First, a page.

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Communication Research Strategies

Things to Consider When Reading a Scholarly Article

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UCL Institute of Education. (2011). Tuition and research supervision by experts. Retrieved from under the Creative Commons License.

Consider the following points when reading a scholarly article:

  1. Know your research question or argument. Though your question/argument may change or evolve as you delve deeper into the research process, you will want to have a solid idea of your research focus.
  2. You don't have to read the entire article in order. Start with the abstract which will give you a general summary of the article. If the abstract seems relevant then move to the conclusion or discussion section of the article to gain a better understanding of the article's main claims. At this point if the article does not seem relevant or useful then discard it. However, if the article does seem useful then spend as much time as necessary reading the article.
  3. Read critically. What is the author's argument? You will need to use your judgment when evaluating each source of information. Further research may be necessary if you find the author to be biased or you do not believe the validity of their argument.
  4. Read the reference section. Reading the references or works cited may lead you to other useful resources. You might also get a better understanding of the major players in the area you are researching.
  5. Take notes. How you do this is up to you. Make sure you keep your research question and argument in mind so you can be more efficient when taking notes.
    Created by Rachel Arteaga, CSU Chico:

Shortcuts to reading journal articles

When conducting your own research in the future, you will encounter dozens of possibilities in your search for sources that may be relevant to your research. Most often you will find more sources than you can possibly read thoroughly in the time you have to do your project. So you will not have time to read everything chronologically from start to finish. Here are some hints on how to sift through the multiple possibilities, discard articles that are less helpful, and recognize potentially important sources.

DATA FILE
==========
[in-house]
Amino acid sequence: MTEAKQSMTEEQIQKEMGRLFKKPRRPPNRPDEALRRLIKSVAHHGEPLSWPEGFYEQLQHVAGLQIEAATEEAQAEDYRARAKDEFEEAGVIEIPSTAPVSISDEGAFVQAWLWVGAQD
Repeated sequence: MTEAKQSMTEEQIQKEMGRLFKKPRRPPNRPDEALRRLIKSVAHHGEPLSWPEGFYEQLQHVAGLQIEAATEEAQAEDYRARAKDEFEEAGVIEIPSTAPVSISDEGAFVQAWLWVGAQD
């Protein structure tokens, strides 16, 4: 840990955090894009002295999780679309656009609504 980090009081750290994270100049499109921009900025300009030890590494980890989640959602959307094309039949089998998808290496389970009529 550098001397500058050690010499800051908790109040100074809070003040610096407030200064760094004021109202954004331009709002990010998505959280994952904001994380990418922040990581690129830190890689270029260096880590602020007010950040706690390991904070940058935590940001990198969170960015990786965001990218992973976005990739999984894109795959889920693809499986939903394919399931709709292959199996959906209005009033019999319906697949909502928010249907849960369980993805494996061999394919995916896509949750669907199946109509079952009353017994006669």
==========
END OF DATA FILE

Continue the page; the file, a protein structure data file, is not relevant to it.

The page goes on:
• Read the abstract first: Titles don’t always give much information. The abstract should give you just enough information to let you know the basics of the article. From this you will know whether you should read on or look elsewhere for your project. Some journals print a list of keywords pertaining to the article as well. These are further clues about the article.
  • Read the introduction and discussion/conclusion next: These sections will give you the main argument of the article, which should be helpful in determining its relevance to you and your project. You’ll also get a glimpse of the findings of the research being reported.
  • Read about the methods next: If what you’ve read so far interests you, get a sense of how the research was done. Is it a qualitative or quantitative project? What data are the study based on?
  • Read the Analysis and results next: If you decide that you are committed to this article, you should read in more detail about this research.

Created by the Department of Sociology, SUNY Brockport:

Resources for Reading Scholarly Articles

Below are some excellent resources to help you read and utilize scholarly articles.

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